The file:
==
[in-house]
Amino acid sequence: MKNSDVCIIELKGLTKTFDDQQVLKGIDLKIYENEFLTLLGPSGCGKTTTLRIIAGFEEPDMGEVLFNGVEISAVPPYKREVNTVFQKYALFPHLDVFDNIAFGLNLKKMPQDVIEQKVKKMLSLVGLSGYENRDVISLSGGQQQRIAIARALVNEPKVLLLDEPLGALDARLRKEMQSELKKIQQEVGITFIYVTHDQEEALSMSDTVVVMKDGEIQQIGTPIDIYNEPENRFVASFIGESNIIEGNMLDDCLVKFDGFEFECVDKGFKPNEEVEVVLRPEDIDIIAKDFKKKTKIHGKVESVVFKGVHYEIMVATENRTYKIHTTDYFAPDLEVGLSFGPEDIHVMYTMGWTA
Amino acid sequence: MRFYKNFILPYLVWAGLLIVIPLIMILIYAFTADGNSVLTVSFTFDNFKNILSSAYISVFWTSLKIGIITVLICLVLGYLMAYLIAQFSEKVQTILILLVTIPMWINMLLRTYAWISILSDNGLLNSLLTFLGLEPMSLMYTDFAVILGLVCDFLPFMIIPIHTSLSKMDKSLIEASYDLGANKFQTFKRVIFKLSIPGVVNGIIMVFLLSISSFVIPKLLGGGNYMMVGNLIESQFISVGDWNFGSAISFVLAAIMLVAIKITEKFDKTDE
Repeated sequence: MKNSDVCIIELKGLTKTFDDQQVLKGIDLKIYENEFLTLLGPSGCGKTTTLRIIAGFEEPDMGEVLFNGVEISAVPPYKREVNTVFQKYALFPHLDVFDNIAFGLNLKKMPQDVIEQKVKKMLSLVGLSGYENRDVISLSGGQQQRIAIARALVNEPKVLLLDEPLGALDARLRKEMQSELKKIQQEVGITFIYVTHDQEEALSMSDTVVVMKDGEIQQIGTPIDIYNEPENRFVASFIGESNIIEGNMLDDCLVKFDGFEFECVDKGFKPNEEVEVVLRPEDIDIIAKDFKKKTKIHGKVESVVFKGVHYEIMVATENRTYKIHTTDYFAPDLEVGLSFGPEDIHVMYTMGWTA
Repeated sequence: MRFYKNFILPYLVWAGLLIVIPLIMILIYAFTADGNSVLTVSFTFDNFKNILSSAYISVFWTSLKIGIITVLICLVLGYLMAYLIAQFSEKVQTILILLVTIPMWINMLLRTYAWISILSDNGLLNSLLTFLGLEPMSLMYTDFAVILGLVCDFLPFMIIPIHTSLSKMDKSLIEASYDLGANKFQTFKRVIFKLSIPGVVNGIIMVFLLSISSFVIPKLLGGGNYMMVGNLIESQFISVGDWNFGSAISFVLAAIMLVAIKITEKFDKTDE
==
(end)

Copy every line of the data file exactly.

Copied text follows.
[in-house]
Amino acid sequence: MKNSDVCIIELKGLTKTFDDQQVLKGIDLKIYENEFLTLLGPSGCGKTTTLRIIAGFEEPDMGEVLFNGVEISAVPPYKREVNTVFQKYALFPHLDVFDNIAFGLNLKKMPQDVIEQKVKKMLSLVGLSGYENRDVISLSGGQQQRIAIARALVNEPKVLLLDEPLGALDARLRKEMQSELKKIQQEVGITFIYVTHDQEEALSMSDTVVVMKDGEIQQIGTPIDIYNEPENRFVASFIGESNIIEGNMLDDCLVKFDGFEFECVDKGFKPNEEVEVVLRPEDIDIIAKDFKKKTKIHGKVESVVFKGVHYEIMVATENRTYKIHTTDYFAPDLEVGLSFGPEDIHVMYTMGWTA
Amino acid sequence: MRFYKNFILPYLVWAGLLIVIPLIMILIYAFTADGNSVLTVSFTFDNFKNILSSAYISVFWTSLKIGIITVLICLVLGYLMAYLIAQFSEKVQTILILLVTIPMWINMLLRTYAWISILSDNGLLNSLLTFLGLEPMSLMYTDFAVILGLVCDFLPFMIIPIHTSLSKMDKSLIEASYDLGANKFQTFKRVIFKLSIPGVVNGIIMVFLLSISSFVIPKLLGGGNYMMVGNLIESQFISVGDWNFGSAISFVLAAIMLVAIKITEKFDKTDE
Repeated sequence: MKNSDVCIIELKGLTKTFDDQQVLKGIDLKIYENEFLTLLGPSGCGKTTTLRIIAGFEEPDMGEVLFNGVEISAVPPYKREVNTVFQKYALFPHLDVFDNIAFGLNLKKMPQDVIEQKVKKMLSLVGLSGYENRDVISLSGGQQQRIAIARALVNEPKVLLLDEPLGALDARLRKEMQSELKKIQQEVGITFIYVTHDQEEALSMSDTVVVMKDGEIQQIGTPIDIYNEPENRFVASFIGESNIIEGNMLDDCLVKFDGFEFECVDKGFKPNEEVEVVLRPEDIDIIAKDFKKKTKIHGKVESVVFKGVHYEIMVATENRTYKIHTTDYFAPDLEVGLSFGPEDIHVMYTMGWTA
Repeated sequence: MRFYKNFILPYLVWAGLLIVIPLIMILIYAFTADGNSVLTVSFTFDNFKNILSSAYISVFWTSLKIGIITVLICLVLGYLMAYLIAQFSEKVQTILILLVTIPMWINMLLRTYAWISILSDNGLLNSLLTFLGLEPMSLMYTDFAVILGLVCDFLPFMIIPIHTSLSKMDKSLIEASYDLGANKFQTFKRVIFKLSIPGVVNGIIMVFLLSISSFVIPKLLGGGNYMMVGNLIESQFISVGDWNFGSAISFVLAAIMLVAIKITEKFDKTDE